Earn an extra 10% cash back (up to $100)*
achat location voiture

How Does Car Insurance Work in Quebec?

Car insurance can seem like a jungle if you don’t happen to be an expert within the industry. But before purchasing insurance, you need to be aware of the fundamentals to ensure that you are covered in certain situations. It’s well worth analyzing and studying how car insurance works in Quebec and the fine print to guarantee such coverage.

Unlike the rest of Canada, Quebec residents are publicly insured by Societe de l’Assurance automobile du Quebec (SAAQ). However, uniquely all Quebecers are covered by this whether they have or don’t have a driver’s license. Meaning that everyone with residency based in Quebec has compensation if an injury occurs with a motorized vehicle.

Both the person responsible for the accident and the individual involved in the collision are covered. For example, if someone in a motorized vehicle (either a car or motorbike) crashes into a pedestrian walking in the street, both members included in the incident can receive monetary compensation. Because of this, neither the driver nor the pedestrian can sue one another for the accident.

This will only cover medical costs and will not cover any costs on the vehicle involved in the crash. This is why you need private insurance in addition to public insurance that is automatically applied to all Quebec residence. Private insurance is mandatory and must protect individuals involved in the crash (apart from the responsible person, this is a “Section B” insurance).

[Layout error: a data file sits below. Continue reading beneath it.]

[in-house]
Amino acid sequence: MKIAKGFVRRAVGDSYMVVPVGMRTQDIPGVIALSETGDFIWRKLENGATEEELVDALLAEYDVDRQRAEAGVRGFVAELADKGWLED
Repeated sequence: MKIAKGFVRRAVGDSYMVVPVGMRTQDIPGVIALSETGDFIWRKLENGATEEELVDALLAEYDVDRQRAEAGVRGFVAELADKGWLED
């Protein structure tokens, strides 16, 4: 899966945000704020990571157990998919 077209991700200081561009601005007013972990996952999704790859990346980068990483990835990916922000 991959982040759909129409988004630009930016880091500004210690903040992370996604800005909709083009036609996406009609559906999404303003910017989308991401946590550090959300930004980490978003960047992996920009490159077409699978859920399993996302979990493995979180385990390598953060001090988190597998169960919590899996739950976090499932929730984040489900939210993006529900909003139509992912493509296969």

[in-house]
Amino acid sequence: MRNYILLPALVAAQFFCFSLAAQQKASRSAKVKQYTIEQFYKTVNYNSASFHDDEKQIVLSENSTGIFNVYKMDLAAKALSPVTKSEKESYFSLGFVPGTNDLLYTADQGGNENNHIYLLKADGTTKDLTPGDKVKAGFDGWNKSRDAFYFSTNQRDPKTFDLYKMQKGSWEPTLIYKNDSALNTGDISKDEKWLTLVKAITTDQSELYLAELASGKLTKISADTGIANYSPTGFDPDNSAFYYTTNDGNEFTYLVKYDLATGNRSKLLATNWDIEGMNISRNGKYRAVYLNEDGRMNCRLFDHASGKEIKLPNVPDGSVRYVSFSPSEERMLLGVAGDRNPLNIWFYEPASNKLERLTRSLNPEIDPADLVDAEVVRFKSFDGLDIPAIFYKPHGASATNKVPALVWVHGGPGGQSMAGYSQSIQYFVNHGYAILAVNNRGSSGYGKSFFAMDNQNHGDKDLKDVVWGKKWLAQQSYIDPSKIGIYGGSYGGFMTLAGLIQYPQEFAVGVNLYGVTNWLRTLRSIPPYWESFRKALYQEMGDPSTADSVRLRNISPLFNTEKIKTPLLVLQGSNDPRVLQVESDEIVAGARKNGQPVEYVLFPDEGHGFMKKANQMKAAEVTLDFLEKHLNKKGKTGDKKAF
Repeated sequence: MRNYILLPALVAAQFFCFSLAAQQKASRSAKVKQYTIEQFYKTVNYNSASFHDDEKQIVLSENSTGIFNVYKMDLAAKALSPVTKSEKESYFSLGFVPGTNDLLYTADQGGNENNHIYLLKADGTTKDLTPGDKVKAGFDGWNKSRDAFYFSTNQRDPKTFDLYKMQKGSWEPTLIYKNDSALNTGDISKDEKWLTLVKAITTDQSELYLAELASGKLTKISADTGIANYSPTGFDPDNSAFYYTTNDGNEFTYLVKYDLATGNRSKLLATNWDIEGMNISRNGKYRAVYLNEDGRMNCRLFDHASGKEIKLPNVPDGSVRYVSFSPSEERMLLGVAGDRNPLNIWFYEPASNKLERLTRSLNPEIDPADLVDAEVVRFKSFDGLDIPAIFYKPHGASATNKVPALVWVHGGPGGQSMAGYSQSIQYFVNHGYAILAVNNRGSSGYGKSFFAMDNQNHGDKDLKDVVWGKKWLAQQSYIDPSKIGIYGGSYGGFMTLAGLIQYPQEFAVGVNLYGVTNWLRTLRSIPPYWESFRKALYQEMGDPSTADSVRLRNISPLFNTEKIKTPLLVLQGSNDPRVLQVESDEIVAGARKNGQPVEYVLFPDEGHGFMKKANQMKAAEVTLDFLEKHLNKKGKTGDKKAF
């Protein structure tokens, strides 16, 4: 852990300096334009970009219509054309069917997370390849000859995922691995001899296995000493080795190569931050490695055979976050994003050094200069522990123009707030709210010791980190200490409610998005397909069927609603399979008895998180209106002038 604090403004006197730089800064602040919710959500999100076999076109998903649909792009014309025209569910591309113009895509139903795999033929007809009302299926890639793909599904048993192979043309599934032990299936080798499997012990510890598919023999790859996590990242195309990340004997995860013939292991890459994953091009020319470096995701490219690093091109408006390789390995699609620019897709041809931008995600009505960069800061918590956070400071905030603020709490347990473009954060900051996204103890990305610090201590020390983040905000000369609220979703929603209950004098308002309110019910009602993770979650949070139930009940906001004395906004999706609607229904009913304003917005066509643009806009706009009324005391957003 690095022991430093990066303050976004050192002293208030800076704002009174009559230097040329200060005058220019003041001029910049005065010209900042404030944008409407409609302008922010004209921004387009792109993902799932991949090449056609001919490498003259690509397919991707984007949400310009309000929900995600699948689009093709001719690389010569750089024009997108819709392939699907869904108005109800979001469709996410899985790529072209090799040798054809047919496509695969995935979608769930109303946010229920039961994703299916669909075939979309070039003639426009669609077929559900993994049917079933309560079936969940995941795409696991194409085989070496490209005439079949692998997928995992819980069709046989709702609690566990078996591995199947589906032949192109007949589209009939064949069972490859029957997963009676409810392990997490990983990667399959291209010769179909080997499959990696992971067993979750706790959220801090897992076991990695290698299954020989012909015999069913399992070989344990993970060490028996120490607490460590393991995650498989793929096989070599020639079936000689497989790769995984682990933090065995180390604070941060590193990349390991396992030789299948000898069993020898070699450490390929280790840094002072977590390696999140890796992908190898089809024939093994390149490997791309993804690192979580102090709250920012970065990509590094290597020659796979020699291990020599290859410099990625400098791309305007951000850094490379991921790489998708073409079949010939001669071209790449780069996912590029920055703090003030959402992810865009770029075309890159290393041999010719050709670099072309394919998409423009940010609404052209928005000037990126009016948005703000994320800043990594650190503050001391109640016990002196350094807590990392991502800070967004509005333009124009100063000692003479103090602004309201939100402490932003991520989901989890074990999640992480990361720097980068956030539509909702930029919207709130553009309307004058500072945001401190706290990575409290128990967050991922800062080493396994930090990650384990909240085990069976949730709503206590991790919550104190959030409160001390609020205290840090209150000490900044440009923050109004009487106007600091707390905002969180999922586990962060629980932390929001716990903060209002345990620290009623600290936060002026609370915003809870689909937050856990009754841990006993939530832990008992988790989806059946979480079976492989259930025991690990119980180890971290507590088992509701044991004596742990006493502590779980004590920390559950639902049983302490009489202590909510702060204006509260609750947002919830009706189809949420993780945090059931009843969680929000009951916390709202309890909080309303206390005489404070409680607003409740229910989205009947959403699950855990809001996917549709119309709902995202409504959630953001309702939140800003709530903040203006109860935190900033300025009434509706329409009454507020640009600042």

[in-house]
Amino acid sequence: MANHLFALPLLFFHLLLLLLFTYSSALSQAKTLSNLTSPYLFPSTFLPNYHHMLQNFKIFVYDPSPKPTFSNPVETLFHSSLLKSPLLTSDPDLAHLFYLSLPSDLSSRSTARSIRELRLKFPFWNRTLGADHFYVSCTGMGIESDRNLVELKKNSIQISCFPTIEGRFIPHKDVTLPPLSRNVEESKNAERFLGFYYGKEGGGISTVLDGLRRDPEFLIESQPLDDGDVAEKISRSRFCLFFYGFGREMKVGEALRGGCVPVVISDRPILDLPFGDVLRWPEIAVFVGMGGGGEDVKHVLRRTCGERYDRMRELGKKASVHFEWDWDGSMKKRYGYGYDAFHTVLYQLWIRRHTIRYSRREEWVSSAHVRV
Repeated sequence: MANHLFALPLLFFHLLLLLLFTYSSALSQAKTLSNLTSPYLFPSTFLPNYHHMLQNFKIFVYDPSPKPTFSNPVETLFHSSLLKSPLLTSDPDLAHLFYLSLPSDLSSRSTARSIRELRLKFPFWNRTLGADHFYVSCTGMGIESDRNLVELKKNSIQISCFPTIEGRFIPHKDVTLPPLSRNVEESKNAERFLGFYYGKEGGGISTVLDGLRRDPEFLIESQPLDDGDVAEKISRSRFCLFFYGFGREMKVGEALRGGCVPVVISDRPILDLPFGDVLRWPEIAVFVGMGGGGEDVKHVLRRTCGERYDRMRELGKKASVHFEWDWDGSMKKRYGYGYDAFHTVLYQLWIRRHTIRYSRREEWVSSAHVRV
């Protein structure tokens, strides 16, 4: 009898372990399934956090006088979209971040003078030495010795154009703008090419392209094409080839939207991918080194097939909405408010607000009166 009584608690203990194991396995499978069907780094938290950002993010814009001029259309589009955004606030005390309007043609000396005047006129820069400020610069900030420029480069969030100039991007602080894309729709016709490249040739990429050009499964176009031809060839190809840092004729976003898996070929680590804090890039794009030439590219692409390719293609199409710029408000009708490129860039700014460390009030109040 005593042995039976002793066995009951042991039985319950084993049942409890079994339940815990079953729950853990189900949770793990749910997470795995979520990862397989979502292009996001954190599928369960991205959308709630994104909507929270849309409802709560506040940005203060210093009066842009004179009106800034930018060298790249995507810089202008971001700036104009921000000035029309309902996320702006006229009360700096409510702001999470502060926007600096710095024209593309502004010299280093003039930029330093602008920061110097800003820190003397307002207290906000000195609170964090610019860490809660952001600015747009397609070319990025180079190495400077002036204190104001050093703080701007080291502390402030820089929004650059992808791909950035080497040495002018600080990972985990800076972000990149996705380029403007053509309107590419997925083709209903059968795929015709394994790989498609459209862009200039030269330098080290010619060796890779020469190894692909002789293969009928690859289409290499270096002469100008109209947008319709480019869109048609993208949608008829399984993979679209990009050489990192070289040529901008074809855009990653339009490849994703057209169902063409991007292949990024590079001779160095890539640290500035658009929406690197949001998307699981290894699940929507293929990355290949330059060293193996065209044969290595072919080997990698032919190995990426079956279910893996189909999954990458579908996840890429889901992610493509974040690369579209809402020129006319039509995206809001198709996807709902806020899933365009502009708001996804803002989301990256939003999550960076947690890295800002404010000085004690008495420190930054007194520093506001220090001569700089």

Public & Private Insurance Plans for Quebecers

As suggested above, you have two different insurance plans for people that live in Quebec. One is public and the other private.

The public insurance covered by Societe de l’Assurance automobile du Quebec (SAAQ) is automatically applied to an individual with a residency in Quebec; the other you’ll have to purchase through an insurance company.

Both are needed to protect medical bills, car damages, potential loss of work, etc.

Public Insurance (Automatically Applied to Quebecers)

You now know that people who have a residence in Quebec are insured by the Societe de l’Assurance automobile du Quebec (SAAQ). In simple terms, this insurance gives you compensation for injuries from an accident involving a vehicle. This also covers a residence if they’re outside of Quebec.

Under this plan, you and others cannot sue each other.

Private Insurance

You are needed to purchase additional insurance to covers potential costs of damages to your car and medical bills. To become a legal driver, you much opt-in for section A or section B car insurance:

  • Section A is mandatory and covers the cost of damage done to other people’s vehicles and medical bills.
  • Section B is optional and typically more expensive, and this will also cover your vehicle damage and medical bills as well as theirs.

Section A & B Coverage Explained

I’ve briefly mentioned both section A & B coverage, which can be purchased through a private insurance brokerage. Knowing about these is important, so I thought we would dive deeper into this topic.

Section A Coverage (Mandatory)